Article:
Happy Monday!

Friday, December 14, 2018


Good news on the health front: my latest Holter monitor test, which lasted 48 hours, shows a marked decrease in the number of premature heart beats I'm experiencing.  So, the medication seems to be doing its job somewhat.  Next question for the doc is: can I increase the meds for even better results?  Stay tuned.  And while this is good news, I'm still feeling pretty exhausted most of the time.  That could be due to my sedentary life, which is not helping in any way, shape, or form.  I get so winded when just walking, that I'm loathed to do so, and so....It's a vicious circle that I must break.

This was a good week for entertainment: An Americana music trio on Monday, a performance of Handle's Messiah on Wednesday, and the Davis High School Madrigals on Thursday bringing us Christmas music.

I've been feeling a bit down in the mouth around my health stuff, so live performances of music have been especially wonderful to experience.

There was a fella at the showing of Messiah (on DVD on the big screen in the auditorium) who was from Memory Care, and the dear man thought the performance was a sing-a-long. Turns out, he was a singer in his native land of Scotland. He was corrected, gently, and proceeded to watch with great wonder. He wiped away tears of joy. A sight to behold. He had a wonderful vest on in colors of Scottish red and green plaid -- dressed nicely for the occasion. My husband and I offered to usher him back to the unit since his caregiver hadn't shown up. Dear man kept asking "Where are we going? I'm confused." We gently assured him we were taking him home. His caregiver arrived when we were half way down the hall and he greeted her with a big embrace, still wiping away tears of joy.  We really do live in a loving and caring community.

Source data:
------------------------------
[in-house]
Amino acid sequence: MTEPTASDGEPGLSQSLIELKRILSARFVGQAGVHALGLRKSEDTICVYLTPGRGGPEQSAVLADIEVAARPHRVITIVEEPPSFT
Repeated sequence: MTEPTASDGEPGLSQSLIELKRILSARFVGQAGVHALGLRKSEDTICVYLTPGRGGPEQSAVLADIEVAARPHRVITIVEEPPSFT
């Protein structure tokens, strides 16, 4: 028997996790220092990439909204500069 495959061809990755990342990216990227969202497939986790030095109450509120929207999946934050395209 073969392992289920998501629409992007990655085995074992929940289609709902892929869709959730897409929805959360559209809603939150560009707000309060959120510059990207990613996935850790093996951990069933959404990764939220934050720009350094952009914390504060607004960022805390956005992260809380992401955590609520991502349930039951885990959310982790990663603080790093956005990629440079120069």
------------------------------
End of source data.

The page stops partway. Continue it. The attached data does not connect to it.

On the way back to our place, I ran into Sheri who let me know that all the greeting cards I'd made for the Nook have sold out and people are wanting more.  So, more printing and pasting for me!

Hope you are enjoying the month of December, however you celebrate and even if you don't! There's always Solstice, right?

Friday, December 7, 2018


Have we all lost our sense of humor?

I was having lunch out with my dad today, and long-time readers know that he and I differ VASTLY on many many topics.  But we did agree that people are losing their sense of humor.  Many stand up comedians won't perform at colleges anymore because the student body cannot handle humor.  Anneli Rufus, author of Stuck (and other books) posits these questions:

Is humor sometimes stolen from us—severed, siphoned, sucked from us (as marrow is from bones) by trauma, sorrow, anger, illness, isolation, depression, or distance from the sea? Can we lose our hilarity as others lose their hearing, continence, or feet? 

There was a thing circulating on FB -- a video of picky eaters (children) making the most dramatic horrible displays when parents tried to get them to take a small bite of a vegetable.  Some thought it funny, and I suppose it was (see?  where's my sense of humor?) but I thought I'd like to smack these seriously dysfunctional children.  Yes, my response was over the top and visceral.  So I responded thusly, somewhat sarcastically, and received this response:

me: I just want to beat these children, seriously. I never would, but I sure want to. Do you think children around the world can afford to be this picky? Probably not.

Jane: You want to beat children???? Sure glad I never ran into you!!!!

me:  I knew sarcasm would be lost on most readers. Oh well.

Jane:  Sarcasm is a very poor communication skill.

me:  Jane actually it is a sign of high intelligence, but thank you for your unsolicited comment.

me:  oh. wait. that was sarcasm again. Darn it.

I had a good laugh about it all. This is kind of misunderstanding is partly a function of social media, as it is sometimes difficult to tell when someone is making a joke unless they put little laughing emojis everywhere.  Subtlety is lost in social media.  But it's also a function of a person who feels the need to comment on my comment.  Just. Let. It. Go.  Jaysus. 

I hope we can all lighten up a little.  Here's to a lighter, brighter, funnier weekend.

You Can Go Home Again

 I took a vacation in the first week of May.  I went back to my high school and college stomping grounds, still populated by many friends of...